Social Justice: Success in Organizing for a Living Wage
The concept of “Social Justice” maintains roots in the religious sphere and the phrase was coined by Jesuit Luigi Taparelli d’Azeglio in the 1840s based on the teachings of Thomas Aquinas.
Throughout my adult life, I have been keenly involved in the community and have contributed to sustainable initiatives for social justice through work and volunteer positions. In the past 14 years, I have been especially involved in the Hamilton community, assisting job seekers find meaningful and sustainable work. I have served job seekers from all walks of life: internationally trained professionals, persons with disabilities, and recipients of social assistance. I recently completed a Masters in Professional Communication, and my master’s thesis was entitled “Promoting Living Wage in Hamilton: A Comparative Case Study of Faith-Based Activism,” which received the Diana Beeson Memorial Award for Excellence in Scholarship.
Why study this topic?
My journey of helping job seekers towards financial independence has given me a window into local poverty issues experienced by the working poor. This led me to conduct research about successful living wage campaigns. When I conducted my literature review, faith-activism emerged as an obvious scope of investigation. In my thesis, I claimed that community-based power organizations have deep roots among local churches and that interfaith involvement is central to the success of living wage campaigns.
What is a living wage?
Living wage is an hourly wage calculated locally that allows for basic essentials, such as costs of housing, childcare, transport, and food for the worker and his or her family.
In the late 1800s, Cardinal Manning, archbishop of Westminster, engaged with East London Dockers, who were on strike, and with their managers to discuss respect for people and labour. Not only did Manning bring a resolution to pay workers a living wage, which was six pence an hour, but the Catholic church believe that Manning also inspired then Pope Leo 13 to start social encyclicals at the Catholic Church in 1891. These encyclicals are called Rerum Novarum, meaning Rights and Duties of Capital and Labor.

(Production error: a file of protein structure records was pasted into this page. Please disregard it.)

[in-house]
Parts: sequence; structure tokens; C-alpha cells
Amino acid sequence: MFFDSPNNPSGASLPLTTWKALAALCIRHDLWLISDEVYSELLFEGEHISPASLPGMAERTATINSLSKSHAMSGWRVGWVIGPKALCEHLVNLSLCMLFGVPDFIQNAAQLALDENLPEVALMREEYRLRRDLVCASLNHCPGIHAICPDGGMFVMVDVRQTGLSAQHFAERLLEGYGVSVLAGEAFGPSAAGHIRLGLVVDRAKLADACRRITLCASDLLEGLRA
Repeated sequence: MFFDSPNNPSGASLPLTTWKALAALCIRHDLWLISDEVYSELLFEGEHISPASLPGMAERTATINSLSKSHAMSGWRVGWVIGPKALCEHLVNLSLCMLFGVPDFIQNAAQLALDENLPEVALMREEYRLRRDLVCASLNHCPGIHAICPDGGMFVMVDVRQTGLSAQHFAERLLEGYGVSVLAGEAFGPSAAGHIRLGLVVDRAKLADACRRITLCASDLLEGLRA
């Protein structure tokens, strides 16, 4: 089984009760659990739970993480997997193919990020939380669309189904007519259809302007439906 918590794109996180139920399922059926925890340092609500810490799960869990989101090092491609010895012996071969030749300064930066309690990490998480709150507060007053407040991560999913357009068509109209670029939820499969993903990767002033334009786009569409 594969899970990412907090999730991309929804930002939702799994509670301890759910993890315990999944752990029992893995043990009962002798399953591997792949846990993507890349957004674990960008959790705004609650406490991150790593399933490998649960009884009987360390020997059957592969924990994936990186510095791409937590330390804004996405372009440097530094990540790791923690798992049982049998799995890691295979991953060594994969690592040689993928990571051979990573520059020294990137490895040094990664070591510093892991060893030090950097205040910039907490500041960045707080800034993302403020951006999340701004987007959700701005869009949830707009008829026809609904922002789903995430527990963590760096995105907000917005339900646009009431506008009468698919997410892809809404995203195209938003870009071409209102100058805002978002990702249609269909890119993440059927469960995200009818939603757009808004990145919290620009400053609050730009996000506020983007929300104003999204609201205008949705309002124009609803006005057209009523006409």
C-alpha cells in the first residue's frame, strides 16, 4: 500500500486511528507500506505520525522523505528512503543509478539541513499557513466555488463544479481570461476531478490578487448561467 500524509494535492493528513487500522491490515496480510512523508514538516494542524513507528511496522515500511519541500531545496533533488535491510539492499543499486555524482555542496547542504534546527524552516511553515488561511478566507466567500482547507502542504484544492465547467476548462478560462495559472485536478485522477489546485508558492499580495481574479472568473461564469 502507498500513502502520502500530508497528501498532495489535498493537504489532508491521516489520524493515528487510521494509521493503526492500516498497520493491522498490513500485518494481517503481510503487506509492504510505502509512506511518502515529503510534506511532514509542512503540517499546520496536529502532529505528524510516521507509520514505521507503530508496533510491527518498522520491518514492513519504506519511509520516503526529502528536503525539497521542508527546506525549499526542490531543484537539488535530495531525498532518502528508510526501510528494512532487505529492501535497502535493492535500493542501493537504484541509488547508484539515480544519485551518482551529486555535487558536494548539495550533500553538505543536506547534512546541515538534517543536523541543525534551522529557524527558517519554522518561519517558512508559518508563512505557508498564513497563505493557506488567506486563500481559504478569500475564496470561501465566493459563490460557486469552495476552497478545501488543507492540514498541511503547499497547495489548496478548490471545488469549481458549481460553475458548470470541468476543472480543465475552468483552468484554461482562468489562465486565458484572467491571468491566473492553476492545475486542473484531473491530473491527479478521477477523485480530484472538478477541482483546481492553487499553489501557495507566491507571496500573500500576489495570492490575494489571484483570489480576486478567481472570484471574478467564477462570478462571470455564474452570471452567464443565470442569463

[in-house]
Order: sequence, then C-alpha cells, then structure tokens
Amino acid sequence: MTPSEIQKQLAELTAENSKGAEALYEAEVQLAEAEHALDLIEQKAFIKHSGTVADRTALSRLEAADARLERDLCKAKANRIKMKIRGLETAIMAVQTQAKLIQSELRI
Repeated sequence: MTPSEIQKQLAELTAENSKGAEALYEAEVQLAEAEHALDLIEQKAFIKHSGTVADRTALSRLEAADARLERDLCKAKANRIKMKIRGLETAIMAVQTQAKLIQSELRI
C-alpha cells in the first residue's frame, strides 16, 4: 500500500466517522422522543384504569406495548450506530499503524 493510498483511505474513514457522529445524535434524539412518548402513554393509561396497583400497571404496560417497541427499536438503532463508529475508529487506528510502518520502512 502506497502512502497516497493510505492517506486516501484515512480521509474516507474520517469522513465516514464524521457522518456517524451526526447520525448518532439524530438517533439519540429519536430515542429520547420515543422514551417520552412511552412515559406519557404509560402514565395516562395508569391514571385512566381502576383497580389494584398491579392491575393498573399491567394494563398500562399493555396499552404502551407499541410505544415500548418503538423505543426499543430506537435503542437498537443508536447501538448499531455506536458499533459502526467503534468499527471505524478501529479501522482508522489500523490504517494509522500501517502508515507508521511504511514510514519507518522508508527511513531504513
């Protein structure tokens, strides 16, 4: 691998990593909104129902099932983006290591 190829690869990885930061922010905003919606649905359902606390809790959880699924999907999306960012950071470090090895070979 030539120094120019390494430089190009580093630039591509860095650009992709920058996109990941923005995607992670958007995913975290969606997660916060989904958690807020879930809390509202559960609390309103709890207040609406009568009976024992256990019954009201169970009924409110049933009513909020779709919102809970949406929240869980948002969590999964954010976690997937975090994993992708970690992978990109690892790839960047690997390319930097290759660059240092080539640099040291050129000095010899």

Pope Leo, having studied under Taparelli, wrote about the duties of the employer and worker and the rights of the worker. A worker’s duty is to work faithfully and has the right to organize for a just wage. He said the economy must serve the people—not the other way around. Through these Catholic social teachings, Pope Leo opened the door to address issues of modernization using the gospel.
Why is a living wage important?
Income inequality is widening and minimum wage levels are set below the poverty line, which has resulted in parents working 2 to 3 jobs and making compromises about the way they live. Low wages not only cause hardships to families but increase dependency on government assistance programs.
In response to these unjust conditions, a living wage debate is gaining worldwide momentum, and several cities in Ontario have proposed living wage rates without much success or buy-in from employers. Referring to the positive wage theory, economists have made a case that higher wages have a positive correlation to productivity. Strong evidence shows that raising the living standards of the working poor stimulates the local economies because, unlike the rich, working people spend their money locally.
Lobbying government and engaging employers is important, but living wage campaigns succeed when they build a people-power base and engage with faith communities and families experiencing in-work poverty. During my research, I interviewed Professor Jane Wills from Queen Mary University who said that governments are interested in making sure people live out of poverty to reduce dependency on government assistance. Public pressure, however, is a necessary means for governments to reach that goal because of their many priorities.
London Citizens is a great example of this. It evolved in 1996 when East Londoners experienced unjust wages and working conditions similar to those experienced by dock workers in the late 1800s. The East London Community Organization deeply rooted with local churches, involved unions, diverse faith and community groups. Together, they engaged employers and lobbied government. As a result, they transformed politics, claimed the first living wage Olympics and accredited 1000 living wage employers (by Nov 3, 2014) uplifting lives of workers and their families.
The Living Wage Foundation established living wage week, which is now celebrated worldwide. The foundation not only announces the annually calculated living wage rate but has planned many events throughout the week from November 2nd to the 8th, 2014.